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Italy’s New “Pro-European” Government Is Intensifying the War on Migrants

When former European Central Bank chief Mario Draghi was appointed Italy’s prime minister, he was widely hailed as a pro-European bulwark against the populist right. Yet the first weeks of his government have seen a wave of attacks against migrant rescue NGOs and refugees.

Rescue mission by a European NGO of about ninety migrants in the Mediterranean Sea off the coast of Libya, 2020. (Pablo Garcia / AFP via Getty Images)

Police raids, seizures of phones and laptops, ships impounded. Extensive wiretappings of activists, lawyers, journalists, and campaigners. Criminal investigations threatening decades of prison sentences. Italy’s government is deadly serious about stopping people from acting as if Black Lives Matter.

Since the pandemic took over the world, governments have fallen, risen, and fallen again. When contagion struck Italy one year ago, the new center-left coalition was already treading on thin ice. In February, the ice cracked and Prime Minister Giuseppe Conte was deposed. In his place, former European Central Bank chief Mario Draghi was installed at the head of a new administration, promising over €10 billion in giveaways to businesses but little in the way of direct support to workers.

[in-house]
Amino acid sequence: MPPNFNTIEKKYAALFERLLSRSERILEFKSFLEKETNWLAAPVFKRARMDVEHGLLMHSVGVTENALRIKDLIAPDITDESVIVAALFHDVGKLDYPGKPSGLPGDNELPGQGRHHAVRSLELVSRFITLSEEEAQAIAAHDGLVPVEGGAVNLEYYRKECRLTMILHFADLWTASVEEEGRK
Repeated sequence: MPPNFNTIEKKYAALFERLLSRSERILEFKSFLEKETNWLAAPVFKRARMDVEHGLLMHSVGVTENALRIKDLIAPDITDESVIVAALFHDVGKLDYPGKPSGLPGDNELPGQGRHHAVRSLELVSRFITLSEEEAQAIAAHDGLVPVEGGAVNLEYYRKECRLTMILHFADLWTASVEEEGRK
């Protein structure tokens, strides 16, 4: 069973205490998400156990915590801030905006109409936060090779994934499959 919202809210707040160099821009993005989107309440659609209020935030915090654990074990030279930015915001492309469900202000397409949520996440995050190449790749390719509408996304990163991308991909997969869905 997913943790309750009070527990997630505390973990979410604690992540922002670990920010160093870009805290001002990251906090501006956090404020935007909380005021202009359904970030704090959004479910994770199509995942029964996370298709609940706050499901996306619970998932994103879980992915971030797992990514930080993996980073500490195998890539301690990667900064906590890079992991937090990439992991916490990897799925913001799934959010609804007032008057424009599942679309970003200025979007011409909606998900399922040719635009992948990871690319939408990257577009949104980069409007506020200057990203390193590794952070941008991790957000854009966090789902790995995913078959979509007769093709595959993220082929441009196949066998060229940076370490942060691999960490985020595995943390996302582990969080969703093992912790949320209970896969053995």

Ostensibly this is a “technical” government, transcending party-political divides and marshaled by an elder statesman of the supposedly liberal EU. In reality Draghi’s cross-party coalition heralds the return of the Right to high office: the Islamophobic, racist, right-wing Lega has been brought back into the fold, legitimized by the emergency. While Trump has been dethroned on one side of the Atlantic, in Europe the Right has gained strength from the health crisis. The one major party that has not joined Draghi’s government, the post-fascist Fratelli d’Italia, is now gaining speedily in the polls, on a dangerous mix of COVID-19 conspiracy theories, lobbying for small business owners and xenophobic delirium.

What does the tolerance of these openly racist politicians mean for Europe’s plan for the crisis? The pandemic has accelerated a range of transformations in the mode of production (digitalization, the gig economy) while relegating others (just-in-time supply chains, long-distance air travel). But capital’s project for the international crisis is another matter. The ruling class’s method of dealing with the shock forms part of a long-term undertaking, a counterrevolution against labor that attempts to complete the response to the financial crisis a decade earlier: transfer capital from the state to the private sector, keep wages down, and push democratic structures aside.